We all aim to be prepared and care for our loved ones, but unexpected events, like accidents or illness, can leave us unable to manage our affairs. In such situations, a power of attorney (POA) is invaluable.
A POA is a legal document granting someone (your agent) the authority to make decisions on your behalf, ensuring your family, finances, and healthcare are managed even when you can’t decide. A POA can also be used to manage other matters such as real estate and business transactions.
There are numerous types of power of attorney available that serve different functions at different times. This article will guide you through the most common ones below.
Types of Power of Attorney
Durable Power of Attorney
A durable POA ensures your agent’s authority remains valid even if you become incapacitated, such as in a coma.
For estate planning, it’s common for POAs to be durable, as you’re preparing for situations where you may be unable to make decisions.
While most states presume durability unless stated otherwise, it’s wise to explicitly mention your choice in the POA document to prevent any confusion.
Non-Durable Power of Attorney
A non-durable POA terminates your agent’s authority if you become incapacitated. While not suitable for estate planning, they can be valuable in other contexts.
For instance, you might give your stock broker a non-durable POA for day-to-day investment management.
Springing Power of Attorney
Traditional POAs take effect immediately, allowing your agent to use their powers right away, beneficial for business or financial purposes.
A springing POA activates only when a specified condition, typically your incapacity, is met. While it prevents your agent from acting without clear proof of incapacity, many attorneys discourage springing POAs for estate planning due to potential delays and complications in determining incapacity.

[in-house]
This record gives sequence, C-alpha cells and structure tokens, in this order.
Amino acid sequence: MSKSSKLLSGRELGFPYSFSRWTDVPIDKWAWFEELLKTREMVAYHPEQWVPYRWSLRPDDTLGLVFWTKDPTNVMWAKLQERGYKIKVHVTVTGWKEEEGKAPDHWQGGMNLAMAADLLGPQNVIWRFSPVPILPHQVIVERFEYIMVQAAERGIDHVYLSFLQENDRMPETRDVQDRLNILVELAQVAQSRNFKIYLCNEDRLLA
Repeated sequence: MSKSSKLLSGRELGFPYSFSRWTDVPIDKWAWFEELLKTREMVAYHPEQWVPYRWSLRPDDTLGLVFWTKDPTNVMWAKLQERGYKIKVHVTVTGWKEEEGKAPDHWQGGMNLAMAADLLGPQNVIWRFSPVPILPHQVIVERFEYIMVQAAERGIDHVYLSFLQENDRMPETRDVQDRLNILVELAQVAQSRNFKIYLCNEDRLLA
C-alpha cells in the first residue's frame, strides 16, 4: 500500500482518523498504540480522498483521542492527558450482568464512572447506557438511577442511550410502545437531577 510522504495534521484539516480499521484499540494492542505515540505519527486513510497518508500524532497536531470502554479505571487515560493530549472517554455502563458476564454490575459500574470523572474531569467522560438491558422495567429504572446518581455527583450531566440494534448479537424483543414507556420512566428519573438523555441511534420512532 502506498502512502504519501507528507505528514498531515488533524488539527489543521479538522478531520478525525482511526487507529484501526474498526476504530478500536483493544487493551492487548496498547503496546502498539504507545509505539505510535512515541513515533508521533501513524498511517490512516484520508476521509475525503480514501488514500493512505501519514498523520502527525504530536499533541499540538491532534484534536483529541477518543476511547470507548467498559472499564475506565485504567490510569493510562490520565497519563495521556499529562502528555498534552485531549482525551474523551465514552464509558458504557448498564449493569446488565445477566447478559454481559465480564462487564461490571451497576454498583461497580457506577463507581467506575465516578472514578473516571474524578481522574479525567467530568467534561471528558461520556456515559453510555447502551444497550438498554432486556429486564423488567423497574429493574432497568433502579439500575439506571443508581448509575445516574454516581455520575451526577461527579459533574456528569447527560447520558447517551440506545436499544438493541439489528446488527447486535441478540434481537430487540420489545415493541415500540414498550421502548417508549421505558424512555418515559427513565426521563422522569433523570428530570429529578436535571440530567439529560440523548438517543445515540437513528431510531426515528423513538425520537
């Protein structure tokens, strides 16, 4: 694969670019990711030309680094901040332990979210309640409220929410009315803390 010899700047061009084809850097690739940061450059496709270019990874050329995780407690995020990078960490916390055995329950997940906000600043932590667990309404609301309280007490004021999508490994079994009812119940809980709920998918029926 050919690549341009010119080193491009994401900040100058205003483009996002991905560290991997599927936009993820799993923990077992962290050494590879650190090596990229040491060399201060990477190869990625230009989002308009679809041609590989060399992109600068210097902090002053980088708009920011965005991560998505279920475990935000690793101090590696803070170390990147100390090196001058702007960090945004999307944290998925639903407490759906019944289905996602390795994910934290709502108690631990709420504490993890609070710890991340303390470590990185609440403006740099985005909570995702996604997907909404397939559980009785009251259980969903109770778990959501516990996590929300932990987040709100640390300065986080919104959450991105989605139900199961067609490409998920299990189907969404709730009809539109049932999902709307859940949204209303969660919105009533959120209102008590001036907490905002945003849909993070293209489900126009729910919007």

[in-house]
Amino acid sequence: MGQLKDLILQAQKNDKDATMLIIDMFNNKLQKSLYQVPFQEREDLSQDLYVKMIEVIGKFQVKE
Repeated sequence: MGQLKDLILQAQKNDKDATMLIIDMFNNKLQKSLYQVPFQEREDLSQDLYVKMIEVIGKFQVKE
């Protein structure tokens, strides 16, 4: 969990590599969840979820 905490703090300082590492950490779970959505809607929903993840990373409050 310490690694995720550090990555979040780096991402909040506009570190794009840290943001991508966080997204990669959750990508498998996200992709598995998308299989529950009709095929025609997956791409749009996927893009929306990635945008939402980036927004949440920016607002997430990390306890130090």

To avoid such issues, a non-springing POA can be used, with clear instructions for your agent. If you’re considering a springing POA, consulting an estate attorney is advisable.
General Power of Attorney
A general power of attorney grants broad authority to your agent in accordance with local laws, covering legal, financial, health, and business matters.
It can be durable or non-durable based on your choice. However, there are limitations, such as not being able to enter into a marriage or alter your will on your behalf.
Financial power of attorney
A financial power of attorney (POA) is a limited form of authority allowing your agent to make decisions about your finances and property.
Examples of powers you can grant your agent include bill payment, banking transactions, retirement benefit management, real estate actions, and tax filing.
You have the flexibility to specify which powers your agent receives, and the POA can be durable or non-durable based on your preferences.
Medical power of attorney
A medical power of attorney (POA), or healthcare POA, is a limited authority for your agent to make healthcare decisions on your behalf. This can involve choices about medical treatments, medications, surgeries, end-of-life care, and the healthcare providers involved in your care.
For instance, your healthcare agent can decide on your behalf if you’re unable to communicate your preferences, such as whether to receive a feeding tube.
Limited Power of Attorney
A limited power of attorney grants the agent authority for specific matters or events, such as managing retirement accounts, selling a house or signing a lease. It can have a defined duration, like when the principal is abroad for two years.
The right POA type depends on your preferences and the specific situation you’re planning for. If you want to prepare for sudden incapacity, like after an accident or due to a health issue, consider a durable financial and medical POA.
For complete control by one trusted person, opt for a general POA. For separate financial and medical management, create distinct documents. If you have two agents, they should trust each other because they may need to collaborate in certain situations.